Have you ever meant to get back to someone and either just forgot or kept putting it behind other urgent tasks? I have – and more frequently than I’d like to admit. It’s not that I don’t want to, but something comes up to distract me and before you know it time has flown by. Have you ever been on the other side of that? Maybe you’ve waited and wondered if the gift was even received. It can make for an awkward moment when you see that person again.
God pours gifts on us all day long. He sends big ones – life, breath, family, vocation, grace and peace. He also sends small ones (is any gift from Him a small matter?), like unexpected encouragement or a restful night. If I wait until a designated prayer time to thank Him, they seem to get all lumped together and some may even be forgotten.
Jewish custom and expectation is thanks should be given at the time and place of the gift. Think of the rabbi who arises in the morning and when he opens his eyes gives thanks for breath and for sight. When he puts his foot on the cold floor gives thanks for feeling and mobility, and so on. He walks to the village and takes a drink from the fountain, “Thank you Lord for the water” and eats his meal, “Bless you Lord, king of the universe for giving us bread from the ground.”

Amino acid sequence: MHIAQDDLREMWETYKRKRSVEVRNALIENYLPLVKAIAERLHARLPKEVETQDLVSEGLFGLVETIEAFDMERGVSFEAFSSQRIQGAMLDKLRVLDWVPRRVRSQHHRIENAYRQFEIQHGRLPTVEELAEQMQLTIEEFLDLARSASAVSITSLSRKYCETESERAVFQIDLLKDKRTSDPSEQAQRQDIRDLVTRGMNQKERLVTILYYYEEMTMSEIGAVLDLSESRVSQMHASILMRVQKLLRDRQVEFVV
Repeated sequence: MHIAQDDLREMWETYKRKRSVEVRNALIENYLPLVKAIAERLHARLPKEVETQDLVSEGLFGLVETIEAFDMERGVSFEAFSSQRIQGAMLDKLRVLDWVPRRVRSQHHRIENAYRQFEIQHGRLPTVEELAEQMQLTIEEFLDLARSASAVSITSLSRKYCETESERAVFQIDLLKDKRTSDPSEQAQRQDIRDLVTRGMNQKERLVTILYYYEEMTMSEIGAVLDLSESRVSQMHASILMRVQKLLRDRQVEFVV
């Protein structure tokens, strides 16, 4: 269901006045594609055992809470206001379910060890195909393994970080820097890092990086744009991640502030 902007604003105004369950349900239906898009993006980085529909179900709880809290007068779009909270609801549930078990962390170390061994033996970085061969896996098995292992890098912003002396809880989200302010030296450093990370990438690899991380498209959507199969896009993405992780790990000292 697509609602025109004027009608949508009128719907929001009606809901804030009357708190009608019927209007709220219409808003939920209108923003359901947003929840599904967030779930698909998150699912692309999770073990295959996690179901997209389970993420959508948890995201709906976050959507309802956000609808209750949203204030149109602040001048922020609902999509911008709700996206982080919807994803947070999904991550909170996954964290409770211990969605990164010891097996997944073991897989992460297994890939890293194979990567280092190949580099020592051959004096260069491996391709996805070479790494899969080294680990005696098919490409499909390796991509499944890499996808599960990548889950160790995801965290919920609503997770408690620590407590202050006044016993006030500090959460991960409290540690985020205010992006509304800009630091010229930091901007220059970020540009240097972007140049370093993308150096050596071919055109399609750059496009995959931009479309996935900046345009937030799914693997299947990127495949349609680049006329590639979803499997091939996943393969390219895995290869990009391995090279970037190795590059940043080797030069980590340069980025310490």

Jesus was on the receiving end of this … sort of. He had just healed ten lepers and sent them to the priest to be declared clean. One returned to thank Jesus.
Jesus asked, “Were not all ten cleansed? Where are the other nine? Has no one returned to give praise to God except this foreigner? Luke 17:18
How many times have I been one of the nine! I failed to give credit to the Giver or give thanks for the gift. I want to cultivate a heart of thanksgiving in the moment. Spirit, I pray, grow in me a heart of gratitude. I want to verbalize it so as to reinforce it in my own life and to encourage others by giving God the credit owed Him. I confess I can do nothing without You. Teach me each moment, each hour, each day to bless Your name for all You rain down on me.